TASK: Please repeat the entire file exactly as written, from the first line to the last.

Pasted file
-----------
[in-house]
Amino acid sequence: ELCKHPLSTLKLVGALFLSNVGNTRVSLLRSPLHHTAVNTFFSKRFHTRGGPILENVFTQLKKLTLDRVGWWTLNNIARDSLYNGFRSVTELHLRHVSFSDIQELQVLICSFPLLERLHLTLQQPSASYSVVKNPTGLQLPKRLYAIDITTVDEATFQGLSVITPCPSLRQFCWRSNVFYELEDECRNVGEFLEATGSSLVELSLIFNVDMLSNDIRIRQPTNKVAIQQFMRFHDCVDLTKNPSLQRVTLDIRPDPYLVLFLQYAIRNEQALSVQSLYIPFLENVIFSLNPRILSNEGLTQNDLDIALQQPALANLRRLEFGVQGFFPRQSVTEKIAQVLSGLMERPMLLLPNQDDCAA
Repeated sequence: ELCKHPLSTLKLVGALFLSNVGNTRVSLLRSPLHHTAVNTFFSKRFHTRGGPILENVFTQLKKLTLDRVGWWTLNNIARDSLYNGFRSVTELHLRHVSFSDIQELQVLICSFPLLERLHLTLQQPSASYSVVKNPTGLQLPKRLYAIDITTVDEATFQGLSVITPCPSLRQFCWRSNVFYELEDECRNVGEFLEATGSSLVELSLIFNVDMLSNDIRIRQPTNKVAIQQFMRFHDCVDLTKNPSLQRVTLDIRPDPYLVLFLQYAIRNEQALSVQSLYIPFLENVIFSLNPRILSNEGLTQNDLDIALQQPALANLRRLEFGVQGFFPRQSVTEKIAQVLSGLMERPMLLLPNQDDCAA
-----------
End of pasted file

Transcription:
[in-house]
Amino acid sequence: ELCKHPLSTLKLVGALFLSNVGNTRVSLLRSPLHHTAVNTFFSKRFHTRGGPILENVFTQLKKLTLDRVGWWTLNNIARDSLYNGFRSVTELHLRHVSFSDIQELQVLICSFPLLERLHLTLQQPSASYSVVKNPTGLQLPKRLYAIDITTVDEATFQGLSVITPCPSLRQFCWRSNVFYELEDECRNVGEFLEATGSSLVELSLIFNVDMLSNDIRIRQPTNKVAIQQFMRFHDCVDLTKNPSLQRVTLDIRPDPYLVLFLQYAIRNEQALSVQSLYIPFLENVIFSLNPRILSNEGLTQNDLDIALQQPALANLRRLEFGVQGFFPRQSVTEKIAQVLSGLMERPMLLLPNQDDCAA
Repeated sequence: ELCKHPLSTLKLVGALFLSNVGNTRVSLLRSPLHHTAVNTFFSKRFHTRGGPILENVFTQLKKLTLDRVGWWTLNNIARDSLYNGFRSVTELHLRHVSFSDIQELQVLICSFPLLERLHLTLQQPSASYSVVKNPTGLQLPKRLYAIDITTVDEATFQGLSVITPCPSLRQFCWRSNVFYELEDECRNVGEFLEATGSSLVELSLIFNVDMLSNDIRIRQPTNKVAIQQFMRFHDCVDLTKNPSLQRVTLDIRPDPYLVLFLQYAIRNEQALSVQSLYIPFLENVIFSLNPRILSNEGLTQNDLDIALQQPALANLRRLEFGVQGFFPRQSVTEKIAQVLSGLMERPMLLLPNQDDCAA